“I’m rather pro-European, actually. I certainly want a European community where one can go and scoff croissants, drink delicious coffee, learn foreign languages and generally make love to foreign women.”
“We would have to recognise that most of our problems are not caused by Brussels, but by chronic British short-termism, inadequate management, sloth, low skills, a culture of easy gratification and underinvestment in both human and physical capital and infrastructure.”
“Boil it down to the single market, that’s the great achievement of the European Union, I think we could easily scrap the social chapter, the fisheries policy.”
These are not the words of a Liberal Democrat, nor a rebellious Tory Europhile such as Dominic Grieve or Sam Gyimah. No; these quotes stemmed from the mouth of the Britain’s greatest opportunist, and the new tenant of 10 Downing Street, Boris Johnson.
Mr Johnson’s elevation to the highest political office in the land is proof that in these social media-focussed, soundbite-driven political times, a healthy dose of “I’ll tell you what you want to hear” is the best way to climb the ladder. Undoubtedly, Boris’s greatest strength is his unrivalled ability to conceal his true feelings and opinions (if, indeed, he has any at all) beneath a mask of strategic U-turns, interlaced with the rhetoric of a juvenile debating society bully.
The newly elected – or, rather, appointed – Prime Minister’s opinions on Europe are known to be multifarious and changeable; never more so than in March 2016, when he is said to have “wrestled” over whether to back Leave or Remain in the EU referendum campaign. His infamous opinion piece in the Daily Telegraph outlining his vision for a successful post-Brexit Britain was twinned with another article, written at the same time but remaining unpublished (until it was later leaked) in which Johnson cautioned emphatically against the economic downturn that would be triggered by Britain exiting the EU.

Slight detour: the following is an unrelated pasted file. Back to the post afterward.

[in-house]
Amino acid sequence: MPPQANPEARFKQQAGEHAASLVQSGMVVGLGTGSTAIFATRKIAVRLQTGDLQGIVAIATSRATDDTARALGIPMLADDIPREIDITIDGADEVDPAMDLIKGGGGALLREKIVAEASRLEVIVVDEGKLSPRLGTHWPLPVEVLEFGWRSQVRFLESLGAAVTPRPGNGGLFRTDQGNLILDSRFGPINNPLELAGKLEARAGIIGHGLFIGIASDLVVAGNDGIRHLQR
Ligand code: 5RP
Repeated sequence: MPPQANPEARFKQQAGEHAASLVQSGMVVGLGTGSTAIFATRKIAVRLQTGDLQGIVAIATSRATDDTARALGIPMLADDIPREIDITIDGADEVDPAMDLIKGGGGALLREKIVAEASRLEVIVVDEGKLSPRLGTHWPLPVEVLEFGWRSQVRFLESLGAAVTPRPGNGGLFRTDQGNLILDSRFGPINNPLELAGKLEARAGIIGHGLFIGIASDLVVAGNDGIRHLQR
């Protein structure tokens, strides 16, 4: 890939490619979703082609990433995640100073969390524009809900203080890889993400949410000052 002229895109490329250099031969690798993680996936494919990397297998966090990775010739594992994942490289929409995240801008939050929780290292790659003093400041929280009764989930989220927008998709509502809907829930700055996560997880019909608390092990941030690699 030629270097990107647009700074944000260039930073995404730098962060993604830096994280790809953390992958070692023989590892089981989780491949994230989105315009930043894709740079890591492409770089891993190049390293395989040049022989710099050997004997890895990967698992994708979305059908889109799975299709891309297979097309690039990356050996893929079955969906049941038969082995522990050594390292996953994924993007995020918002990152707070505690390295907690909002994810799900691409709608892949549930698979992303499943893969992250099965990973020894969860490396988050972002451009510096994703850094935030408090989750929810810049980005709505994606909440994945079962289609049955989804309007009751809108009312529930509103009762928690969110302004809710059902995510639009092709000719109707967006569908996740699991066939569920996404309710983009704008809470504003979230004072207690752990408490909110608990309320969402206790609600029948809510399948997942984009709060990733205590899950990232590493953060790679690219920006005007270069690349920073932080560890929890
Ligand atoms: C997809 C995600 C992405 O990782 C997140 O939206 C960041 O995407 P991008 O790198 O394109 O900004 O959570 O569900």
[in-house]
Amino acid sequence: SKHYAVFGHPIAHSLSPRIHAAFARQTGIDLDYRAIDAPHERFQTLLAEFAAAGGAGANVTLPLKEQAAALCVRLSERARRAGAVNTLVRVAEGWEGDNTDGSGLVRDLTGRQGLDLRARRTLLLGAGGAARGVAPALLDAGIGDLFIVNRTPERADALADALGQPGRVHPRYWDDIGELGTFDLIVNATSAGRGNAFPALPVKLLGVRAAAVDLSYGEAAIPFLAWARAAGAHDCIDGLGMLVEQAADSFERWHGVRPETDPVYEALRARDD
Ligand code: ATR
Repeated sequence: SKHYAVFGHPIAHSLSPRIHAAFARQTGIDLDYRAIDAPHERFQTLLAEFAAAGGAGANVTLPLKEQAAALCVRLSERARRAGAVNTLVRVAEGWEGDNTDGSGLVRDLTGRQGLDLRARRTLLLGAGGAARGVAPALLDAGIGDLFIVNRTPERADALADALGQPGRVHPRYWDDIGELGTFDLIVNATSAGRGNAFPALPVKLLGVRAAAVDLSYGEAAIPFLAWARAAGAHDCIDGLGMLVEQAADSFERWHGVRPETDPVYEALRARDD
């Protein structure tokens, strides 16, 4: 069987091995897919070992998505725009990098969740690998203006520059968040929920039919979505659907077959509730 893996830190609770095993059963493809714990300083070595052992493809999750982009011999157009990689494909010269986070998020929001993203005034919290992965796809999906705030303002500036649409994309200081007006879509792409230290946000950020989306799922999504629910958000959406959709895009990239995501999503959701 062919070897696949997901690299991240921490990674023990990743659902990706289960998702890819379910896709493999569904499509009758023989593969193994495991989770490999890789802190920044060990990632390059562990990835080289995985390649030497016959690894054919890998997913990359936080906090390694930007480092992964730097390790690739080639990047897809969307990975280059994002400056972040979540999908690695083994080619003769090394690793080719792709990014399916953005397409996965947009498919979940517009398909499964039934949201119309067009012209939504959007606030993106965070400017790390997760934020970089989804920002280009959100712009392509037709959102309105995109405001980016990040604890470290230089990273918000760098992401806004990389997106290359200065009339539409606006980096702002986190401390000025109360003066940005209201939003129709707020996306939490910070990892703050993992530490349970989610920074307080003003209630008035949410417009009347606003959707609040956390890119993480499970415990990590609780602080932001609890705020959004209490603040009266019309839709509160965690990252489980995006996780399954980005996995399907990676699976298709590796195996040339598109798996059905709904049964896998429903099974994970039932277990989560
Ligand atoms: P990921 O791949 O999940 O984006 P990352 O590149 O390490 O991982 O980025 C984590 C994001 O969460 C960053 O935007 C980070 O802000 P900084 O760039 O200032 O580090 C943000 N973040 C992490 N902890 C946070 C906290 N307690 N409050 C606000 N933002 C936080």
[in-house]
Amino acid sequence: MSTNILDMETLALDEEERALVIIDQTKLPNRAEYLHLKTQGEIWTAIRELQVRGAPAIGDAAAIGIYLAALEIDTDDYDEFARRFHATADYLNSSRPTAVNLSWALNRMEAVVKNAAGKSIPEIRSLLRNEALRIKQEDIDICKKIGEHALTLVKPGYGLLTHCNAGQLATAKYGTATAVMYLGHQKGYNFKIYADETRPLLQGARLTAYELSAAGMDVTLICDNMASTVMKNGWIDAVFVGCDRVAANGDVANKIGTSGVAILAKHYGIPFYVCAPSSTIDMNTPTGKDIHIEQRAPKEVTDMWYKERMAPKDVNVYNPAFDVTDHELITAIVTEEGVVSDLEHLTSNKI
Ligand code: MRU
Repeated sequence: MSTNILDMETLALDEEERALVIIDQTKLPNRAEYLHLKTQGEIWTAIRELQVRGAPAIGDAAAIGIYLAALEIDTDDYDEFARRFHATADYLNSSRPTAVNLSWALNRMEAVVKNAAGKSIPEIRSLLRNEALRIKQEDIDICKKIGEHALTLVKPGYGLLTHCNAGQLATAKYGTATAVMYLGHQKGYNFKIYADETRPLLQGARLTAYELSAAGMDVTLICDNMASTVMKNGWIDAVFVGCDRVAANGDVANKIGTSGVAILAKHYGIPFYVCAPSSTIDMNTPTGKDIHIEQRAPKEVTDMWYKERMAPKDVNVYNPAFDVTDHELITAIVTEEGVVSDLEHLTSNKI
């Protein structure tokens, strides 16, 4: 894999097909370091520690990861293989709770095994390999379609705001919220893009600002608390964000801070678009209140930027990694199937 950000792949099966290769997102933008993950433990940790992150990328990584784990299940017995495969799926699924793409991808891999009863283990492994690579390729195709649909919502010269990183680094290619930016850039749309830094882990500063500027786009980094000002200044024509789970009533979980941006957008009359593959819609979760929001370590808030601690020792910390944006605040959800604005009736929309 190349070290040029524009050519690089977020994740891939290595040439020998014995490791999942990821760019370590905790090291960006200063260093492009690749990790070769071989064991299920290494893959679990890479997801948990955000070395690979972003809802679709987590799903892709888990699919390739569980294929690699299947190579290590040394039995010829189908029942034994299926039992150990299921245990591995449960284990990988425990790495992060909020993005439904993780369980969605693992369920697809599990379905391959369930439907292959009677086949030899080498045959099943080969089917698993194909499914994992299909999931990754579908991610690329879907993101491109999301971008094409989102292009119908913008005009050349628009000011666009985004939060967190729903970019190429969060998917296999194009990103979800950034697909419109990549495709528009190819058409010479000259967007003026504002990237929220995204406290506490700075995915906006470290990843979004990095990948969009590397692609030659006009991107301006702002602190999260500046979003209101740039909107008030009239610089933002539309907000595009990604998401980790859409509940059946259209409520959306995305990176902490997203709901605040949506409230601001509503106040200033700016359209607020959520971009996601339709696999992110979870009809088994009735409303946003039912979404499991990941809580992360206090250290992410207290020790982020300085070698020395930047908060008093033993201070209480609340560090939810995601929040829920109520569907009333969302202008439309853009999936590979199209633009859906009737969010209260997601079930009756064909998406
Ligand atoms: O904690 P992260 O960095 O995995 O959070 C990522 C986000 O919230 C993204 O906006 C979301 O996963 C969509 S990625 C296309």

His Earth-shattering decision to endorse Leave, of course, pitted him against his close colleague, fellow Bullingdon Club member and lifelong friend, David Cameron. Boris was not unaccustomed to attacking the then-Prime Minister, having previously undermined his 2015 re-election efforts by drawing the public’s attention to Britain’s ever-swelling wealth gap, and gently suggesting that Cameron’s economic policy was at least partly to blame. Cameron was re-elected nonetheless, but Johnson had cemented his position in the Westminster limelight.
Boris’s overwhelming desire to appeal to the masses, to be revered as a sort of charismatic joker who takes nothing too seriously and exhibits a faux-Churchillian spirit of hollow optimism, is the real danger facing Britain at this historic turning point. The man who somehow garnered support from all corners of the Conservative party despite his hardline Brexit stance is not a symbol of political stability or stolid leadership, but a volatile crowd-pleaser who changes tack like the breeze changes direction.
Beware Storm Boris; he might one day turn against those who put their faith in him.